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Lack of a Grand Unified Theory (GUT) leaves physicists frustrated

This image represents the evolution of the Universe, starting with the Big Bang. The red arrow marks the flow of time.
Big Bang/NASA

From The Economist:

Persistence in the face of adversity is a virtue, of course. And, as all this effort shows, physicists have been nothing if not persistent. Yet it is an uncomfortable fact that the relentless pursuit of ever bigger and better experiments in their field is driven as much by belief as by evidence.

The core of this belief is that Nature’s rules should be mathematically elegant. So far, they have been, so it is not a belief without foundation. But the conviction that the truth must be mathematically elegant can easily lead to a false obverse: that what is mathematically elegant must be true. Hence the unwillingness to give up on GUTs and supersymmetry. New theories have been made by weaving together aspects of older ones. Flipped SU(5), for example, combines GUT with supersymmetry to explain the Higgs mass, the hierarchy problem and matter-antimatter asymmetry—and provides dark-matter candidates to boot. With every fudge applied, though, what were once elegant theories get less so. Some researchers are therefore becoming open to the possibility that the truth-is-beauty argument is a trap, and that the universe is, in fact, fundamentally messy.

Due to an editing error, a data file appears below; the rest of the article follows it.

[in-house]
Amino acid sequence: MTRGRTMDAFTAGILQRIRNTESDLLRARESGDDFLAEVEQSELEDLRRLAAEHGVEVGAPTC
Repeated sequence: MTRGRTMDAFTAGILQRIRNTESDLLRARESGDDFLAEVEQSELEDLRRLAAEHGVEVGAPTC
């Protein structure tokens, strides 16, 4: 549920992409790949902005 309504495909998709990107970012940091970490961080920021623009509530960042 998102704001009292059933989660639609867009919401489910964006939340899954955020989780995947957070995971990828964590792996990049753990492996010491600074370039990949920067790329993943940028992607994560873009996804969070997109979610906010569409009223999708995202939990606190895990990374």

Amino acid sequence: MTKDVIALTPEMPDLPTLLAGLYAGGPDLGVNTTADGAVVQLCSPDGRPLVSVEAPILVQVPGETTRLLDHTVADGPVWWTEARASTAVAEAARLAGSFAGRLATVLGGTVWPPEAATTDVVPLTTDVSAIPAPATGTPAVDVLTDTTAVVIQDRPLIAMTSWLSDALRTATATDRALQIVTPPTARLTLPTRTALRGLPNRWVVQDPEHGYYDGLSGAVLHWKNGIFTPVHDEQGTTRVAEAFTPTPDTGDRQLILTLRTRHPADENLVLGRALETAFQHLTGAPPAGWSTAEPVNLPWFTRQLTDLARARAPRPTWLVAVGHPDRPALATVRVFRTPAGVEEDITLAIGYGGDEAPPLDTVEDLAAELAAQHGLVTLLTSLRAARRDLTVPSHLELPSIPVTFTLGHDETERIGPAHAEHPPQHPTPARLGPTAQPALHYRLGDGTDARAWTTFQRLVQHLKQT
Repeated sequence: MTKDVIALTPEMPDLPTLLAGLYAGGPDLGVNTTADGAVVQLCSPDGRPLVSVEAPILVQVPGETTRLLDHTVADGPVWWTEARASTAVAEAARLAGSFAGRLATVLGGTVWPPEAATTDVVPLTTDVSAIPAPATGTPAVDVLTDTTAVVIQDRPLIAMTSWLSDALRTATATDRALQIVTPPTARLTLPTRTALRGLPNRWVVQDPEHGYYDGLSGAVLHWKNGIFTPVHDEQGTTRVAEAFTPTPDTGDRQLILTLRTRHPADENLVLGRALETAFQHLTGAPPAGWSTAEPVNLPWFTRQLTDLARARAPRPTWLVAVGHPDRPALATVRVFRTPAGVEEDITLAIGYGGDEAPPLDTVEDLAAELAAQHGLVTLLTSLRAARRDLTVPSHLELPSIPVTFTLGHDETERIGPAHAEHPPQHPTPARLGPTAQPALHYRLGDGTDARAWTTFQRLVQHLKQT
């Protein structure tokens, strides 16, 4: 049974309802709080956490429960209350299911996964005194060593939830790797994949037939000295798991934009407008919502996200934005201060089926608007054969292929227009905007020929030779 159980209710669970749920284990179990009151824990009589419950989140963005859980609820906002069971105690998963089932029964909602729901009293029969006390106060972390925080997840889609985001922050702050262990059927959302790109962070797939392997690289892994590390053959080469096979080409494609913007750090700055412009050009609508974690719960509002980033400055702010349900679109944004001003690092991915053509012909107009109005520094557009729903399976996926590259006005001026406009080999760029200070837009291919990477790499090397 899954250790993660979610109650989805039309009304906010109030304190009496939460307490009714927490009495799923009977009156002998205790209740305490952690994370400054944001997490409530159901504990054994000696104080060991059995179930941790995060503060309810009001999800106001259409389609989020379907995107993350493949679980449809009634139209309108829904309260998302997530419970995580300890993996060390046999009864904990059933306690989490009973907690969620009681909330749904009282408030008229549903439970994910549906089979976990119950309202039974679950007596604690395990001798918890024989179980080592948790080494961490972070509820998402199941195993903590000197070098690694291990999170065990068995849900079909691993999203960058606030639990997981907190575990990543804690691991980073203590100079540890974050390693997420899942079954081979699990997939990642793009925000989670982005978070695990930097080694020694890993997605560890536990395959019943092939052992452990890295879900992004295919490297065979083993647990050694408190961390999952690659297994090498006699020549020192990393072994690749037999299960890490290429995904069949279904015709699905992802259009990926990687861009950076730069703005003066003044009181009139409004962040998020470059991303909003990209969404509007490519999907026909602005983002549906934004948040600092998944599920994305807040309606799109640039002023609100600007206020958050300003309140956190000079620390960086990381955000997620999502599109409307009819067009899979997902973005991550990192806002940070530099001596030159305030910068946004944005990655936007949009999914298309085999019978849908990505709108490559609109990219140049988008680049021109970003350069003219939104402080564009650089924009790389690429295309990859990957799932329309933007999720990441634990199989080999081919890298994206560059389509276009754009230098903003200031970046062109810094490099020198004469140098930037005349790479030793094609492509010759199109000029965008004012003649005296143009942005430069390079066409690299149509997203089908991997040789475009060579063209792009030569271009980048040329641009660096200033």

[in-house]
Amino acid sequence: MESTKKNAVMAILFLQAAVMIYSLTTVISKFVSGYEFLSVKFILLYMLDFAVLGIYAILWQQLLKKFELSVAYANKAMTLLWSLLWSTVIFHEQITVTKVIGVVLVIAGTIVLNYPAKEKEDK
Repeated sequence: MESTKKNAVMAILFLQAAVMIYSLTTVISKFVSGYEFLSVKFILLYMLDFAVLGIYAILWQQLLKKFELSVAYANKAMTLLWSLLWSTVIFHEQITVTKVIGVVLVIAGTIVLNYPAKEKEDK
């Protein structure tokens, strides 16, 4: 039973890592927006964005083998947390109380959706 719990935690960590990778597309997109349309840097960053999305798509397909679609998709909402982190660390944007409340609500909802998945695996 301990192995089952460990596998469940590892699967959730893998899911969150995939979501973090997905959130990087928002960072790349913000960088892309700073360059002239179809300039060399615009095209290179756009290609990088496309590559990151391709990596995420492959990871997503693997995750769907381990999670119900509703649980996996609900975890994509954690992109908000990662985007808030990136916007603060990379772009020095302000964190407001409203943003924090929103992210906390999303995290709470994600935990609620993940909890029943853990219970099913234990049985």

That fundamental physics has got as far as it has is, essentially, a legacy of its delivery to political leaders of the mid-20th century of the atom and hydrogen bombs. The consequence of this was that physicists were able to ask for expensive toys—for who knew what else they might come up with. That legacy has now been spent, though, and any privilege physics once had has evaporated. This risks leaving in permanent limbo not only the GUTs and their brethren, but also the sceptical idea of Dr Hossenfelder that the Standard Model really is all there is. And that would surely be the most depressing result of all. More.

Of course, the anonymous Economist is airbrushing a problem. In addition to things that physicists want to believe, there are things they do not wish to consider, for example, that the Big Bang and the fine-tuning of the universe are real.